History and historical fiction have always been a great love of mine. I have always been drawn to stories set in the past, whether it be the distant past or something more recent. I’ve already alluded to my attractions as a younger reader to 19th-century authors Jane Austen and Louisa May Alcott, but I also cut my teeth on Mark Twain, Charles Dickens, and the Bronte sisters. Oddly, I didn’t really get into historical fiction until after I was out of college. But well-researched, lushly rendered historical fiction will draw me in every time, and there are probably too many authors and novels I adore to list here.

Lyndsay Faye has a perfectly-tuned ear for period language and dialogue. Nicola Griffith does an incredible job of using meticulous research and bringing historical figures most vividly to life. Madeline Miller and Helene Wecker infuse mythology with historical settings to make the fantastic feel real. Sarah Waters and Emma Donoghue each have eyes for the grittiest bits of period detail to draw the reader in. Diane Setterfield draws from a breadth of viewpoints to render a holistic landscape as she world-builds. I could, of course, go on. I think we’re approaching something of a golden age for literary-caliber historical fiction - or perhaps that’s just my wishful thinking!


Gina Marie Guadagnino holds a BA in English from New York University and an MFA in Creative Writing from the New School. Her work has appeared in the Morris-Jumel Mansion Anthology of Fantasy and Paranormal Fiction, Mixed Up: Cocktail Recipes (and Flash Fiction) for the Discerning Drinker (and Reader). She lives in New York City with her family.  For more information, please visit www.GinaMarieGuadagnino.com.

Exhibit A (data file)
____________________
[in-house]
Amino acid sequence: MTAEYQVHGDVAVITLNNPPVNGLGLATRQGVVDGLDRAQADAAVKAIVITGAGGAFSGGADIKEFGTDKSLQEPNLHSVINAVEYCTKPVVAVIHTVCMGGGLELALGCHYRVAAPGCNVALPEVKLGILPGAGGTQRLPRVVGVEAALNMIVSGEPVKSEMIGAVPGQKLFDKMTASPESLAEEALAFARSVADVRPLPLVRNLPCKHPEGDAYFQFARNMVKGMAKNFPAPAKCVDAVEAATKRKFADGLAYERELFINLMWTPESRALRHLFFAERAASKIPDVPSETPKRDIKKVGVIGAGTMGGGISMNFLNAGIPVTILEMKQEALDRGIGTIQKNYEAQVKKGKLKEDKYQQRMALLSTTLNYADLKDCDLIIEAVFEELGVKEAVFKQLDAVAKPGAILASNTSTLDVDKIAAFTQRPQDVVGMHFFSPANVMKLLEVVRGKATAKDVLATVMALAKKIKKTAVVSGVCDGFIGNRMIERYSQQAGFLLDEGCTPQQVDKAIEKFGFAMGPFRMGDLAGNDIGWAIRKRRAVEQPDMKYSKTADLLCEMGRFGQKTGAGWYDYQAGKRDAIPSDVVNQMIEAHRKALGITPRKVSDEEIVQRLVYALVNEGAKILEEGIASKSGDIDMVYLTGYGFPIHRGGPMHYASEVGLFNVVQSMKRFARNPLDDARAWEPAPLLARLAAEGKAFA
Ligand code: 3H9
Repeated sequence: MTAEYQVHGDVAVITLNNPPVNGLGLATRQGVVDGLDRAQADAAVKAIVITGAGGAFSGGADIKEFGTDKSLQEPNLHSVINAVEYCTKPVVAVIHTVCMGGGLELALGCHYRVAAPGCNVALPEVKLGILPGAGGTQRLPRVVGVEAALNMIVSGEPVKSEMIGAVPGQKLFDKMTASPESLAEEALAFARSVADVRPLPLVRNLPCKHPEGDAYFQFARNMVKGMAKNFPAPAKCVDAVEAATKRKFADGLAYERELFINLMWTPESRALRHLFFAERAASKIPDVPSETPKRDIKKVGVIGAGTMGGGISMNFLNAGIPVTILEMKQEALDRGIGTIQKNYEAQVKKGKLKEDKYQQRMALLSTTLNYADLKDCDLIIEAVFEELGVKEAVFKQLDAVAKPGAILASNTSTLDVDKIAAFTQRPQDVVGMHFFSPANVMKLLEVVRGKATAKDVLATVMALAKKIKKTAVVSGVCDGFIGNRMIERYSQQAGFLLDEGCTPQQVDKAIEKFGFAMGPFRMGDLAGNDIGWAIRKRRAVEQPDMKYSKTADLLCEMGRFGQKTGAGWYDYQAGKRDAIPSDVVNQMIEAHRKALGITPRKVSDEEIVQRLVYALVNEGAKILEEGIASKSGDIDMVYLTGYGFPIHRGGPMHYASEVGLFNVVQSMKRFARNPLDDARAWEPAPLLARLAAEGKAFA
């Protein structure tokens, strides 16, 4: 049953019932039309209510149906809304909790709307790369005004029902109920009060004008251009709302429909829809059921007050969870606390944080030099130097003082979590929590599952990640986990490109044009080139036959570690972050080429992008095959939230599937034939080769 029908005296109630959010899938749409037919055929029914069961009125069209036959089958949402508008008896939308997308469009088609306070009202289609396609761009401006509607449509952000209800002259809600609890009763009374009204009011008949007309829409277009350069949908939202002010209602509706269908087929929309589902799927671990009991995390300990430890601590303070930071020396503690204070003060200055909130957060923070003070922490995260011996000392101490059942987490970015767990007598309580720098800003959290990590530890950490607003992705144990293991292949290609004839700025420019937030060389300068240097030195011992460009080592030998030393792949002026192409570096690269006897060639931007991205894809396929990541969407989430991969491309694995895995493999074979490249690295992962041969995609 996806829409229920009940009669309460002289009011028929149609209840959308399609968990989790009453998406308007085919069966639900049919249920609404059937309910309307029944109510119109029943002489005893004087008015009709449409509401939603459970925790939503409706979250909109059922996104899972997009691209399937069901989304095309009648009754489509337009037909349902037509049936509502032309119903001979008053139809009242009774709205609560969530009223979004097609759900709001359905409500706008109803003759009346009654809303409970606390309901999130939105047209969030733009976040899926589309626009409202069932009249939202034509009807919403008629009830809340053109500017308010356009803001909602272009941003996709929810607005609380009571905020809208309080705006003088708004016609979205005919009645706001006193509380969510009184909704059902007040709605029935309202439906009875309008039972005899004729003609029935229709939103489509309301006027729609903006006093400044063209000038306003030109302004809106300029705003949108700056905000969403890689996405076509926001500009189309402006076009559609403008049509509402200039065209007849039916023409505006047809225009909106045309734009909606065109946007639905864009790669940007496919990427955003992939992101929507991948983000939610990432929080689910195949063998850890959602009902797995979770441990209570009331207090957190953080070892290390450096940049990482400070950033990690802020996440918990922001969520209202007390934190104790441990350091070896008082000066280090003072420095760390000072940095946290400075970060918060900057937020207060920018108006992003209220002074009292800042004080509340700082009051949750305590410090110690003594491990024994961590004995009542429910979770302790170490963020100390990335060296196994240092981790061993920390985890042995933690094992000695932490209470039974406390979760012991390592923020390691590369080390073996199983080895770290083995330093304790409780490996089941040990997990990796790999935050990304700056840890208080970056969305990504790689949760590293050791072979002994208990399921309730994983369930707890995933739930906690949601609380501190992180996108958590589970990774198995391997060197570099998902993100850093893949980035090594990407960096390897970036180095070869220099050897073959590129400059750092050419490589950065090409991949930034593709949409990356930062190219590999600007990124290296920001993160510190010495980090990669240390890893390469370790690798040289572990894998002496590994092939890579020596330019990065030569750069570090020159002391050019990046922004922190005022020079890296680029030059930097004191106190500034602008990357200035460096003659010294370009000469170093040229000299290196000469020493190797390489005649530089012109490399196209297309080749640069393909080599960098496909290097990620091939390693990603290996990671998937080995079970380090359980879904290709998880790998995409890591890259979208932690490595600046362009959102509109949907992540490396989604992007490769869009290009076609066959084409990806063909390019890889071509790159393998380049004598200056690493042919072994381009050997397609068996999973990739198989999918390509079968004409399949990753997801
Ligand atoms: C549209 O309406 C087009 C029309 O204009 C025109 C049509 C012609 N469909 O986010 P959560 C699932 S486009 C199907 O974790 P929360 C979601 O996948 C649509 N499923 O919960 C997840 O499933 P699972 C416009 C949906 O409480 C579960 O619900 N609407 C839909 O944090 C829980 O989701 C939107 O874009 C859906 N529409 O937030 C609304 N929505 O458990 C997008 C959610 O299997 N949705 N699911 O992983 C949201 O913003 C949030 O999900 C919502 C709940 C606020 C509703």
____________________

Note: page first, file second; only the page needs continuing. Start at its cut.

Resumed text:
Saturday, March 02, 2019

Radio Underground by Alison Littman, a suspenseful debut about the Hungarian Revolution of 1956 and its aftermath

Based on actual Cold War letters, Littman’s fast-moving debut is infused with a simmering tension reflecting its setting: Budapest, Hungary, on the brink of revolution in 1956, and nine years later, when the secret police patrol the streets and any hints of dissidence are crushed. In the earlier timeline, Eszter Turján, wife of a loyal communist and mother of a teenage daughter, operates an underground newspaper, Realitás, and sneaks out at night to work with other freedom fighters.

“These kids, too young to know failure, didn’t understand their passion was no match for a government trained in killing hope,” she states plainly, and truthfully, about the student demonstrators demanding freedom. Even so, she’s determined to fan the flames of revolution to give the students a fighting chance, undertaking a drastic act involving Radio Free Europe that will shift history’s path.